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Please use this identifier to cite or link to this item: http://repository.li.mahidol.ac.th/dspace/handle/123456789/51730
Title: Get the basics right: A description of the key priorities for establishing a neonatal service in a resource-limited setting in Cambodia
Authors: Shivani Fox-Lewis
Wyatt Genasci Smith
Vary Lor
Gregor McKellar
Chea Phal
Andrew Fox-Lewis
Paul Turner
Leakhena Neou
Claudia Turner
Mahidol University
Nuffield Department of Clinical Medicine
Angkor Hospital for Children
Keywords: Medicine
Issue Date: 3-Apr-2019
Citation: Journal of Tropical Pediatrics. Vol.65, No.2 (2019), 160-168
Abstract: © 2018 The Author(s). Published by Oxford University Press. Background Worldwide, reduction in under-five mortality has not sufficiently included neonates, who represent 45% of deaths in children of age under five years. The least progress has been observed in resource-limited settings. Methods This mixed methods study conducted at a Cambodian non-governmental paediatric hospital described the key priorities of the ongoing neonatal service. Routinely collected data from the hospital and microbiology databases included the number of admissions, discharges and deaths and the number of cases of bacteraemias (2011-2016). Semi-structured interviews with the management staff explored the essential features of the service. Results There were 2127 neonatal admissions and 247 deaths. The incidence of facility-based neonatal mortality decreased by 81%. Bacteraemic healthcare-associated infections decreased by 68%. A dedicated area for neonatal care was perceived as crucial, allowing better infection control and delivery of staff training. Conclusions In this hospital, the neonatal service prioritized basic measures, particularly, having a dedicated neonatal area. Facility-based mortality and bacteraemic healthcare-associated infections decreased.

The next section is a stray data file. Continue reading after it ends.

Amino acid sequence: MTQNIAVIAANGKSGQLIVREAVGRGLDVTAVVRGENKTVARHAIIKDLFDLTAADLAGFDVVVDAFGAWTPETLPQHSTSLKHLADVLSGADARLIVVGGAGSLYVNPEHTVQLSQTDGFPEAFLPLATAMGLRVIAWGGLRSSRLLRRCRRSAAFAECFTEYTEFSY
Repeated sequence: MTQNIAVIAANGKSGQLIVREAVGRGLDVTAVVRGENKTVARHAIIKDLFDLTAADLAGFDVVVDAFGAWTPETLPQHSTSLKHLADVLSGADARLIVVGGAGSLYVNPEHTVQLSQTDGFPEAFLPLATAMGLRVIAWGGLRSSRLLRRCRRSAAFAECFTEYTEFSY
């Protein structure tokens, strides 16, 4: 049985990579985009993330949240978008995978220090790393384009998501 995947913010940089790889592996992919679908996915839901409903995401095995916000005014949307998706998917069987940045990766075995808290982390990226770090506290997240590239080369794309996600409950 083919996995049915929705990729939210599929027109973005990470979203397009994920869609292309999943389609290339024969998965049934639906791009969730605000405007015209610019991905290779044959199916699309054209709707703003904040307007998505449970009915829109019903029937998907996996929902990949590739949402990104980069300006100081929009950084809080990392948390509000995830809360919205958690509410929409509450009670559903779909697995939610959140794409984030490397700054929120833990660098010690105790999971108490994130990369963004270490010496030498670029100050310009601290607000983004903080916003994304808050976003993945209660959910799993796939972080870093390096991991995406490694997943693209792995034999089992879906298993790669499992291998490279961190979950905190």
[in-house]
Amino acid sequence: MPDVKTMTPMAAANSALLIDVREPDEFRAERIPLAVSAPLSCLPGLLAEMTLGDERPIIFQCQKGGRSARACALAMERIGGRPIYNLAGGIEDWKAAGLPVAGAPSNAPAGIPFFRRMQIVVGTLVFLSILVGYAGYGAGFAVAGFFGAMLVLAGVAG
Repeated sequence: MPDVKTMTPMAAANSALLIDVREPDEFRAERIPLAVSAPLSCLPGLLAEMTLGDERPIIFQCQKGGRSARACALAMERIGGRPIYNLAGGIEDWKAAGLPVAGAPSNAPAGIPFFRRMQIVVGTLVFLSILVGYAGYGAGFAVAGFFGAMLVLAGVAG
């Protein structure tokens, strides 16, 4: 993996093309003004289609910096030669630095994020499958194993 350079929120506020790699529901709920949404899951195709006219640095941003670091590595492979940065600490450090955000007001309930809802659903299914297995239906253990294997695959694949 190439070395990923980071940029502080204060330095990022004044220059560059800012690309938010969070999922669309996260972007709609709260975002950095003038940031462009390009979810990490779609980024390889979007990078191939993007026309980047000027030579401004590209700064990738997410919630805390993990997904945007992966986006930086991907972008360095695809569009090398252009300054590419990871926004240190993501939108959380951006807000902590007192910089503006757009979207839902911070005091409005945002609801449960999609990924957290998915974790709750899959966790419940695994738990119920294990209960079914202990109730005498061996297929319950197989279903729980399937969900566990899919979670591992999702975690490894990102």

URI: http://repository.li.mahidol.ac.th/dspace/handle/123456789/51730
metadata.dc.identifier.url: https://www.scopus.com/inward/record.uri?partnerID=HzOxMe3b&scp=85064131255&origin=inward
ISSN: 14653664
01426338
Appears in Collections:Scopus 2019

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